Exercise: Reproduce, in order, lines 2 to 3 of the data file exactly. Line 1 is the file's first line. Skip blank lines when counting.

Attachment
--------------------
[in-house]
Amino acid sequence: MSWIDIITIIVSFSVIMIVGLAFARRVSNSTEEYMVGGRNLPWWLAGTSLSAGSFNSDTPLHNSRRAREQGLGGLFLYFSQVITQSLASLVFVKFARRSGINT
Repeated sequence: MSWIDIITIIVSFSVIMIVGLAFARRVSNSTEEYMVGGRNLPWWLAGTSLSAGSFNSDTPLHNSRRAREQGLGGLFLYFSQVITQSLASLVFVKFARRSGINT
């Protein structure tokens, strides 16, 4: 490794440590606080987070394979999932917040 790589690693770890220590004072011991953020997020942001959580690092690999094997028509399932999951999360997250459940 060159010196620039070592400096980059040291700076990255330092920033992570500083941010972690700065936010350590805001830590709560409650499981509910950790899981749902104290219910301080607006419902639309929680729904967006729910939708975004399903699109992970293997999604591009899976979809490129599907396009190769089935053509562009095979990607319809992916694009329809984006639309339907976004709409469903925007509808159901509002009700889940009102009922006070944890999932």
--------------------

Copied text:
Amino acid sequence: MSWIDIITIIVSFSVIMIVGLAFARRVSNSTEEYMVGGRNLPWWLAGTSLSAGSFNSDTPLHNSRRAREQGLGGLFLYFSQVITQSLASLVFVKFARRSGINT
Repeated sequence: MSWIDIITIIVSFSVIMIVGLAFARRVSNSTEEYMVGGRNLPWWLAGTSLSAGSFNSDTPLHNSRRAREQGLGGLFLYFSQVITQSLASLVFVKFARRSGINT